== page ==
Irvington residents have a new Village trustee after Mayor Erin Malloy appointed Terence Masterson, 50, to fill a seat recently vacated by Patricia Ryan.
Malloy announced the appointment and presided over the oath of office in the middle of the Aug. 18 meeting.
Newly appointed Irvington Trustee Terence Masterson
And with the arrival of Masterson, who lives on North Broadway, residents are receiving an experienced hand.
The Republican turned Independent, who has lived in Irvington since he was 10 years old, previously served on the Village Board from 1983-93, and as deputy mayor from 1987-93.
Meanwhile, Ryan recently resigned from the board after her colleagues voted to make a claim on the bond of former Village clerk/treasurer Ed Ritter, who was involved with the fire truck fiasco in the spring. Irvington lost $322,201 after making a 75 percent deposit for a new fire engine with a Wisconsin-based company, Elite Fire Apparatus, that had since gone bankrupt.
An audit of the transaction by KRPJ of Pomona found that Ritter paid 75 percent of the bill to Elite even though the contract approved by the village stated that Ritter was authorized to pay only $196,605 upon delivery of the chassis, with the balance due upon completion.
"I felt I could not agree with the action being taken by the board," Ryan said in an interview, explaining her resignation. She said that the village should have made a claim on Ritter’s bond only if he had been involved in fraud.
"That was not the case here," she said, adding that Ritter had only made a mistake, albeit a "serious" one.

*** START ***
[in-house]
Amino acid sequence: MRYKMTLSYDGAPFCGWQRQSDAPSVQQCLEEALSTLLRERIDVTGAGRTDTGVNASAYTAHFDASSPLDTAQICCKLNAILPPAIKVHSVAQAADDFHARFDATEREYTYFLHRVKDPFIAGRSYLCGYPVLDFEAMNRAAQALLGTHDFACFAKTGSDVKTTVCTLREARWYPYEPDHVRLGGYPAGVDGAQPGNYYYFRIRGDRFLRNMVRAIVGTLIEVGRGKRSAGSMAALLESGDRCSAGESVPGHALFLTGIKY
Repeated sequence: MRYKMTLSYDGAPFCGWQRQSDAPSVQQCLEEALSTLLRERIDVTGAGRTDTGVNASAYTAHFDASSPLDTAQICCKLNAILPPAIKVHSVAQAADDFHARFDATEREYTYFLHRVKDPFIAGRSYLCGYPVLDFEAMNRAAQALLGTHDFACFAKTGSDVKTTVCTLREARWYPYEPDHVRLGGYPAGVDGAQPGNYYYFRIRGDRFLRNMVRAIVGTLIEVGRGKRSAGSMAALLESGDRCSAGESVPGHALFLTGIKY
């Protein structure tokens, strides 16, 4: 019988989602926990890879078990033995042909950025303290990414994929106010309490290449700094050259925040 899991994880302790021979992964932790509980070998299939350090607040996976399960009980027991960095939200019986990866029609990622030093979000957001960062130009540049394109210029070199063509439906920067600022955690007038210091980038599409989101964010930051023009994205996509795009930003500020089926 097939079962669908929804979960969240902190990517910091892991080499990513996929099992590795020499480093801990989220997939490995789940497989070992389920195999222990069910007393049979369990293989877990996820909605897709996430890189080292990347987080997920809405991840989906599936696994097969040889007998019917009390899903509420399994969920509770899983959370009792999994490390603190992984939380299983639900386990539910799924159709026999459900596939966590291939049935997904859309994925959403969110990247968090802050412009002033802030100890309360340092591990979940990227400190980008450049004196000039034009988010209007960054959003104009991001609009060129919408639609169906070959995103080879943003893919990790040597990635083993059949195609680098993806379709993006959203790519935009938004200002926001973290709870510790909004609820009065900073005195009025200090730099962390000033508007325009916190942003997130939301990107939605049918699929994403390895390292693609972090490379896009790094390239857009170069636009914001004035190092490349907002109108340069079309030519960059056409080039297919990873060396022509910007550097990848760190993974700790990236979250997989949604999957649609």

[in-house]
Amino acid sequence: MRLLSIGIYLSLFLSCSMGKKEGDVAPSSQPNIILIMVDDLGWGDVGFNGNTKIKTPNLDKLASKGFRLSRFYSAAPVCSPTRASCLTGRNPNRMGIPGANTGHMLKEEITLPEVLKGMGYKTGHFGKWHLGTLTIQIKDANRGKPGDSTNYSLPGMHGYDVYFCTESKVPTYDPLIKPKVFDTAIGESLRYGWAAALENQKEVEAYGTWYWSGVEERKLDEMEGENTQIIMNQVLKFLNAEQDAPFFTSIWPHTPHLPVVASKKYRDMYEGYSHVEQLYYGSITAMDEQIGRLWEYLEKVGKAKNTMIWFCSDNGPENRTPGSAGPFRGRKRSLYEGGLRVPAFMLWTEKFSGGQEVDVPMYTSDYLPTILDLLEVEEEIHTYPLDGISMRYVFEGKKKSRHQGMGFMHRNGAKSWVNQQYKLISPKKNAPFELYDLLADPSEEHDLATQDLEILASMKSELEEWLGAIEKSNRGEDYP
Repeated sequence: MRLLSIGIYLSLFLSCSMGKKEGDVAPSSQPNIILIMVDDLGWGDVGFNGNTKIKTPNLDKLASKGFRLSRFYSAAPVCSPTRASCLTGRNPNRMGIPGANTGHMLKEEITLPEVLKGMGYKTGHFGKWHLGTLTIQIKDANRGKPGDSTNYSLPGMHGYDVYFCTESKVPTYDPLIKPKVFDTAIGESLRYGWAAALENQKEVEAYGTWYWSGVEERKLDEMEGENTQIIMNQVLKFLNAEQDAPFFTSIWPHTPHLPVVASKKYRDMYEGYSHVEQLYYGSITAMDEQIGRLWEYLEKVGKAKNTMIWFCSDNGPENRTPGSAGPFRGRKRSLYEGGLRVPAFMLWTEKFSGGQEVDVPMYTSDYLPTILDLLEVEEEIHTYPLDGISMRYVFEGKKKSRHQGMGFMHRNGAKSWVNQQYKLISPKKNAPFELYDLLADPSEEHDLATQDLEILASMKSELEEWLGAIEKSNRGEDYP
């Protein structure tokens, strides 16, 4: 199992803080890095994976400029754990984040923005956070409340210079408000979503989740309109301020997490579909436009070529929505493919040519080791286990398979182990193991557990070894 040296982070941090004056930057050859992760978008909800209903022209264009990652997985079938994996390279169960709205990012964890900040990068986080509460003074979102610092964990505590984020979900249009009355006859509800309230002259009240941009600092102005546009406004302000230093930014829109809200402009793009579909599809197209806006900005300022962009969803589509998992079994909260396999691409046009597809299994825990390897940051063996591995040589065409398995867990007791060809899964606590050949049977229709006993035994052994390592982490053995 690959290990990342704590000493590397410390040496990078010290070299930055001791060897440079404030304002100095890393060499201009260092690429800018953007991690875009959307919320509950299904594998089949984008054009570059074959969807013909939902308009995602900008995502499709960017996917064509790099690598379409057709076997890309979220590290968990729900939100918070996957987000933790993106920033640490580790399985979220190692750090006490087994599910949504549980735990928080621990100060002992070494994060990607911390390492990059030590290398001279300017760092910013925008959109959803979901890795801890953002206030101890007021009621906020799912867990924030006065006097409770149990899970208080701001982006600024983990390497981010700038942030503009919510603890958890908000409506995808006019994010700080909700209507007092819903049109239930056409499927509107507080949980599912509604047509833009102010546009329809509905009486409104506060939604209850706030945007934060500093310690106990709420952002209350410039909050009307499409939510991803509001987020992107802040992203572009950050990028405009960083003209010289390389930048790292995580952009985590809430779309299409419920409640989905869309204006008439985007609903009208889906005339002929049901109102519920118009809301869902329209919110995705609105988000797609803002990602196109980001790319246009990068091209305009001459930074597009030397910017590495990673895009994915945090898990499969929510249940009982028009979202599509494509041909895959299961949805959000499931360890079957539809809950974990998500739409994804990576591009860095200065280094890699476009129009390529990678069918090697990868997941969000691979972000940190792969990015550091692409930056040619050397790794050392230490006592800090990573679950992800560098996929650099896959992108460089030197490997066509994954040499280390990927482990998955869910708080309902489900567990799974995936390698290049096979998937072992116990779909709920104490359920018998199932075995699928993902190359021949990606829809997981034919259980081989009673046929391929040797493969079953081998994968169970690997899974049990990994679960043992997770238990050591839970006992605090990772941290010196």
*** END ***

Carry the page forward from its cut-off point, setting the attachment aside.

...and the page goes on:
But Malloy said the Village Board was legally bound to pursue all options to recover the damages, including making a claim on Ritter’s bond, which had been issued by the Hartford Company, she said. At press time, the claim was being investigated.
"We’re not going after Ed Ritter personally," Malloy said, adding that it’s not a "vendetta" against him. "This was an officer of the village who had insurance to cover these types of situations."
Ryan’s term was set to expire on March 31, 2010, but Masterson was appointed to fill the seat through March 2009, at which point he said in an interview that he plans on running for reelection to fill out the remainder of the term. If all goes well, he said, he’ll run again in March 2010 for his own two-year term. Masterson said he plans on running on the Democratic ticket because of a difference of opinion on a few local matters with Republicans back in the early 2000s.
Before his appointment, Masterson had been serving on the Citizens’ Budget Committee as well as the Open Space and Parking committees.
"He’s been a tremendous help to me over the last several years," Malloy said in an interview. "He was a committed and energetic member of those committees … he’s demonstrated a real serious nuts-and-bolts interest in the village." Malloy also praised Masterson’s "open mind" and said he’d be able to step right into the job. Now that he’s a member of the governing body, Masterson said he’ll resign from those citizen boards.
After graduating from Irvington High School, Masterson received his bachelor’s degree from Pace University, and is currently finishing up his master’s degree in public administration at the same school.
In his career, he has served as a benefits administrator for three Fortune 500 companies: Scholastic, AAF and Alexander and Alexander. Currently he is employed as assistant to Westchester County Executive Andrew J. Spano in economic development.
In his position with the county, Masterson said he helped Stew Leonard’s Supermarket move to Yonkers, and the Pfizer Conference Center in Rye Brook. While he modestly said, "any position will bring you experience to serve the community," he said he could be helpful to the business base in Irvington because he knows how to find them economic development resources.
One of Masterson’s goals is to keep an austere budget after it had been increasing by about 9 percent in the early 2000s.
"We’re feeling the pinch of that now," Masterson said.
He also said he wants to make sure the waterfront is not overdeveloped.
"We probably have one of the most attractive waterfronts on the Hudson," he said. But when asked, he said he has no opinion on the Bridge Street rezoning proposal, and would need to take a look at it.
Finally, Masterson said a third goal would be to keep the quality of life and character on Main Street and throughout the Village.